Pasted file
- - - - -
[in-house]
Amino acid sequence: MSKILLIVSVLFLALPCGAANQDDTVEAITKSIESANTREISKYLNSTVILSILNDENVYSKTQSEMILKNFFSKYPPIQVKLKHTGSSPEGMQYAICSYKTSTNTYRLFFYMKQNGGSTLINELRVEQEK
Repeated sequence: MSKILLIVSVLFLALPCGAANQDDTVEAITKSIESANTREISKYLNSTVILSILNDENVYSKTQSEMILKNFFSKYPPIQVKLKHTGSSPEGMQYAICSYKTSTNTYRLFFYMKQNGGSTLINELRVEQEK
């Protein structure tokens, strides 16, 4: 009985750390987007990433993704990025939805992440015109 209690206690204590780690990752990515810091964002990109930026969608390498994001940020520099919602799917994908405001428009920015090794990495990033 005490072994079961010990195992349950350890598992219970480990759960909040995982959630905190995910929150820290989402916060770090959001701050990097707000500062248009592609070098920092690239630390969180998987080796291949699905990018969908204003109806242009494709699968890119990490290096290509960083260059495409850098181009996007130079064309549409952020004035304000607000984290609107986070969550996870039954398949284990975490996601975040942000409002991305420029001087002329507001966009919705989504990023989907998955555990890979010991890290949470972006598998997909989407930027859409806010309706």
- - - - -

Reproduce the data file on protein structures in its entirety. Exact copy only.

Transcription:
[in-house]
Amino acid sequence: MSKILLIVSVLFLALPCGAANQDDTVEAITKSIESANTREISKYLNSTVILSILNDENVYSKTQSEMILKNFFSKYPPIQVKLKHTGSSPEGMQYAICSYKTSTNTYRLFFYMKQNGGSTLINELRVEQEK
Repeated sequence: MSKILLIVSVLFLALPCGAANQDDTVEAITKSIESANTREISKYLNSTVILSILNDENVYSKTQSEMILKNFFSKYPPIQVKLKHTGSSPEGMQYAICSYKTSTNTYRLFFYMKQNGGSTLINELRVEQEK
């Protein structure tokens, strides 16, 4: 009985750390987007990433993704990025939805992440015109 209690206690204590780690990752990515810091964002990109930026969608390498994001940020520099919602799917994908405001428009920015090794990495990033 005490072994079961010990195992349950350890598992219970480990759960909040995982959630905190995910929150820290989402916060770090959001701050990097707000500062248009592609070098920092690239630390969180998987080796291949699905990018969908204003109806242009494709699968890119990490290096290509960083260059495409850098181009996007130079064309549409952020004035304000607000984290609107986070969550996870039954398949284990975490996601975040942000409002991305420029001087002329507001966009919705989504990023989907998955555990890979010991890290949470972006598998997909989407930027859409806010309706």